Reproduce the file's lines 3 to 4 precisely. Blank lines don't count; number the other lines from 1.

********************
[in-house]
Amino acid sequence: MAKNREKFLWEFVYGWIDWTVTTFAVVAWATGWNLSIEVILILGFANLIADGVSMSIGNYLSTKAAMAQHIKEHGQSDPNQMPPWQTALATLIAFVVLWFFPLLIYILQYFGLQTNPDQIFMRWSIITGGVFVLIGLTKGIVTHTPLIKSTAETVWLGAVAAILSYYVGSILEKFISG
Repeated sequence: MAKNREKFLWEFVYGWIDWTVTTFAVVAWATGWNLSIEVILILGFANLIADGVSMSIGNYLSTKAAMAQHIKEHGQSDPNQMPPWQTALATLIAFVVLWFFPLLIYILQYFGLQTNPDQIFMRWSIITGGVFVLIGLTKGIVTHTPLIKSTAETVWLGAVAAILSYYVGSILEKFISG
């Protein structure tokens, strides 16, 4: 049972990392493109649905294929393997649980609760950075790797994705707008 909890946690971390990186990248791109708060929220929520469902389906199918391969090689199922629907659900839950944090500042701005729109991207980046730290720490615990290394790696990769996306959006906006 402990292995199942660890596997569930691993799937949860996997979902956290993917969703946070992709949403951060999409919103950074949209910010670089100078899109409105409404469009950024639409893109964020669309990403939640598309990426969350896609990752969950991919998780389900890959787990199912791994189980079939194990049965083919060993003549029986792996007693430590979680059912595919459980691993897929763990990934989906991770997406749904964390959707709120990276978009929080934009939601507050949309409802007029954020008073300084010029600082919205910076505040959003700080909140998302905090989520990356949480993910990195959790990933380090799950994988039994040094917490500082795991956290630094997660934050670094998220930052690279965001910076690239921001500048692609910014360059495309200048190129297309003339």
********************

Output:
Repeated sequence: MAKNREKFLWEFVYGWIDWTVTTFAVVAWATGWNLSIEVILILGFANLIADGVSMSIGNYLSTKAAMAQHIKEHGQSDPNQMPPWQTALATLIAFVVLWFFPLLIYILQYFGLQTNPDQIFMRWSIITGGVFVLIGLTKGIVTHTPLIKSTAETVWLGAVAAILSYYVGSILEKFISG
């Protein structure tokens, strides 16, 4: 049972990392493109649905294929393997649980609760950075790797994705707008 909890946690971390990186990248791109708060929220929520469902389906199918391969090689199922629907659900839950944090500042701005729109991207980046730290720490615990290394790696990769996306959006906006 402990292995199942660890596997569930691993799937949860996997979902956290993917969703946070992709949403951060999409919103950074949209910010670089100078899109409105409404469009950024639409893109964020669309990403939640598309990426969350896609990752969950991919998780389900890959787990199912791994189980079939194990049965083919060993003549029986792996007693430590979680059912595919459980691993897929763990990934989906991770997406749904964390959707709120990276978009929080934009939601507050949309409802007029954020008073300084010029600082919205910076505040959003700080909140998302905090989520990356949480993910990195959790990933380090799950994988039994040094917490500082795991956290630094997660934050670094998220930052690279965001910076690239921001500048692609910014360059495309200048190129297309003339």